The table of contents is a pretty important part of a book. As authors or editors alike, creating a good table of contents is a skill set that you must possess.
I will first give a little overview of what a “Table Of Contents” is before diving into exactly how to create one.
The steps of creating one are really easy to follow, so even if it’s your first time creating a table of contents, you should be just fine as long as you follow the outlined steps.
What Is Table Of Contents (TOC)?
I will be using TOC to represent Table Of Contents from here on now so don’t be confused when you see it below.
A TOC is basically telling you all about the main ideas a book/document contains in relatively few words and numbers.
It acts as a guide to readers by showing them what information is on which part of the document or book.
TOC is usually used to ensure organized formats and allows readers to easily navigate the entire work.
The two main features of a TOC are
A TOC can never be imprecise. It must always be clear, straightforward, and impossible to misunderstand.
If information is repressed in a TOC, the TOC becomes an unproductive part of the work and it could hamper the work as a whole.
This is mainly in terms of the numbers associated with the main chapter heads.
As long as the numbers match up correctly, you’re on the right part. If they don’t match up, your TOC is really poor.
It is important that your TOC follows proper formatting and accuracy guidelines.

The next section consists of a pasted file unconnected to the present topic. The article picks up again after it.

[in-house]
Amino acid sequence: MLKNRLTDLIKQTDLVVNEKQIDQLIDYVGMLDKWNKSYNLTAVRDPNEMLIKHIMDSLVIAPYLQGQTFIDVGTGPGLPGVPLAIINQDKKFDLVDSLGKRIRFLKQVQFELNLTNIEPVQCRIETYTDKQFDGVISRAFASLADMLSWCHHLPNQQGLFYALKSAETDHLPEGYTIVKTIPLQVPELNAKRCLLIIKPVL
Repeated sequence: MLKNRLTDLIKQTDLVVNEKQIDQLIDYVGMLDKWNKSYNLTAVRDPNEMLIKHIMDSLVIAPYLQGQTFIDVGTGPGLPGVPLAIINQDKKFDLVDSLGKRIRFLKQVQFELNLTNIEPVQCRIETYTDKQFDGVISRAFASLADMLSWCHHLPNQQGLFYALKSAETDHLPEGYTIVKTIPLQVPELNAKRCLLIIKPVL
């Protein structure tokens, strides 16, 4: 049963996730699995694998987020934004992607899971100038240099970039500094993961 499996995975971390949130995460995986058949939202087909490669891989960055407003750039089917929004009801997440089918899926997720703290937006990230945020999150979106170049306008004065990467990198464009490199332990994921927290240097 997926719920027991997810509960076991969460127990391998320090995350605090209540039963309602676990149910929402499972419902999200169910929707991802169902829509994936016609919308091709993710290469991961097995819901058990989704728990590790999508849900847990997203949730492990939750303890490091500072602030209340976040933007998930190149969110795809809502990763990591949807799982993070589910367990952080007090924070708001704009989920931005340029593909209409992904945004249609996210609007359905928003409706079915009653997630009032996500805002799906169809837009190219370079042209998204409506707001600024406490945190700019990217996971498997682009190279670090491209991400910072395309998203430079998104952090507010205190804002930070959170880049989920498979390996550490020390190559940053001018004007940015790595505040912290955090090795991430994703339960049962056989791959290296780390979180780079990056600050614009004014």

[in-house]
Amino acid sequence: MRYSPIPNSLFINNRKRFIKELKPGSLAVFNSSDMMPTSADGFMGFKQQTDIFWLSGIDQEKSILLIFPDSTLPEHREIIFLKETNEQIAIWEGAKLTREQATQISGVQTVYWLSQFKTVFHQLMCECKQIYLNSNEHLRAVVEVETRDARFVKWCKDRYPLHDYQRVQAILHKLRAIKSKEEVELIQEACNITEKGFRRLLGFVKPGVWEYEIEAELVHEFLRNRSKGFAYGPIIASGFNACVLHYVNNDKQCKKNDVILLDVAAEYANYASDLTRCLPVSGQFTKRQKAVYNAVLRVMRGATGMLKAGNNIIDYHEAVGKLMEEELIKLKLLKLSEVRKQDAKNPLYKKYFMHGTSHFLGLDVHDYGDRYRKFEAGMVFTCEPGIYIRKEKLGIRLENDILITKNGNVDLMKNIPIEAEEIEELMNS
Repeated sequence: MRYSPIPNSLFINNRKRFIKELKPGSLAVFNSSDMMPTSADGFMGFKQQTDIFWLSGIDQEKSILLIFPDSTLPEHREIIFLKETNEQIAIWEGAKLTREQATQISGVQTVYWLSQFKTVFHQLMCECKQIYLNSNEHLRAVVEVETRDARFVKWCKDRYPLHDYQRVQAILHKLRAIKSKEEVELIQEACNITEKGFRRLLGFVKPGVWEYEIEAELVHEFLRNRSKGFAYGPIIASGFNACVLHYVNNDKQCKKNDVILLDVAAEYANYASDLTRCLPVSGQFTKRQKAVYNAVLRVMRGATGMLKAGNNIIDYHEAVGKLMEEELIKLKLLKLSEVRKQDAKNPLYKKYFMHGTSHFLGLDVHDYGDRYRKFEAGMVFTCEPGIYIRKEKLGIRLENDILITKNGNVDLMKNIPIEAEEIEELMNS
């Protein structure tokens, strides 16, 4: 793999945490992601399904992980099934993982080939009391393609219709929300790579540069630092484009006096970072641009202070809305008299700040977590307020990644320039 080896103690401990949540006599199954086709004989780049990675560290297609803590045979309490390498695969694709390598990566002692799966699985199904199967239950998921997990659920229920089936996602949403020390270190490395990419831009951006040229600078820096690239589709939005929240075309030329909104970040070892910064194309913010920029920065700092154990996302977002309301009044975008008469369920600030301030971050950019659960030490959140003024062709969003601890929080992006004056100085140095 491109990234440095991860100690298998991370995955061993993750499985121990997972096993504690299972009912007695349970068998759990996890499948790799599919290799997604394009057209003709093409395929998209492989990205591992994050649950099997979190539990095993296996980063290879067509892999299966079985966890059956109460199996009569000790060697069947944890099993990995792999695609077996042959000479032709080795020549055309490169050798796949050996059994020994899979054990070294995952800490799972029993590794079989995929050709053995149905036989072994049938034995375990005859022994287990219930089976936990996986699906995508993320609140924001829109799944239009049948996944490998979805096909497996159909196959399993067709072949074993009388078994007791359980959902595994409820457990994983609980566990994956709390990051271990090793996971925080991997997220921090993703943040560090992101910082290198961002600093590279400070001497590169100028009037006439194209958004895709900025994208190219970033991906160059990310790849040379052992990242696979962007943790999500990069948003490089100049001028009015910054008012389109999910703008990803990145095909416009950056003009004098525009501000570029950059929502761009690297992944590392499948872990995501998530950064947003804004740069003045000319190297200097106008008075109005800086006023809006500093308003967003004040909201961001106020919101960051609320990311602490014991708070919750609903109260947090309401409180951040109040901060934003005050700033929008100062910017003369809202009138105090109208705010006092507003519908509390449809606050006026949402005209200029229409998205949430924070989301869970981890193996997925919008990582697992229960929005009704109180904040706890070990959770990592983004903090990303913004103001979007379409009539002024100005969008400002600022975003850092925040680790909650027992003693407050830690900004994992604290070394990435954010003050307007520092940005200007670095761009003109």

How To Create a Table Of Contents
Now, moving into the world of creating TOCs. I will be explaining two ways of creating TOCs, you should use the option that feels simpler to you.
I will be basing the processes below on Microsoft Word but you can always use other editing programs as long as you can draw parallels between the steps here and the settings on your programs.
The two ways are
- Creating A TOC By Using A Word Processor Tool
- Creating A TOC Manually
Creating A TOC By Using A Word Processor Tool
This is a quite fast process and it is possibly the faster of the two methods I am going to be explaining below.
You won’t have to do much in creating the TOC but you will have to do a bit of editing before using the tool to create the TOC.
Here’s what to do.
1. Check Through Work For Misnumbered Pages Or Wrong Section Headings
Remember that this is a tool that just runs the TOC for you and uses whatever info you feed it.
So you must be careful to run through the information you have in the work, make sure the page numbers check out and then make sure the headings of sections are present and accounted for.
It is vital you don’t miss a step here because the whole method working well will be based on this very first step.
No pressure but try to be careful and observant.
If there are no page numbers on the document, insert them by navigating on your menu:
insert > Page numbers
Make sure to select the option for where you want the page numbers to appear.
2. Labeling Headings
Assuming you have checked through and corrected any issues, this next step is also based on making your work easier for the tool to create a TOC.
Here’s how to label headings.
Navigate to the Styles tab on your editing program (Microsoft word in this case).
You can find the Styles tab in your Home tab, so take note.
In the Styles tab, there will be options for Heading 1, Heading 2, and Heading 3.
Heading 1 – For the main heading of every section.
Heading 2 – For subheadings in the sections. Heading 3 – For sub-subheadings.
How you choose the Heading is you will highlight the statement (the words you’re using as a heading) and then select the Heading that fits that statement whether it be 1,2 or 3.
Remember what they all stand for and label the headings appropriately.
There are options for more configuration based on user preferences. The options include, but are not limited to, fonts and fonts size.
Remember that if you tweak the settings here, it’ll be the same way it appears in your TOC.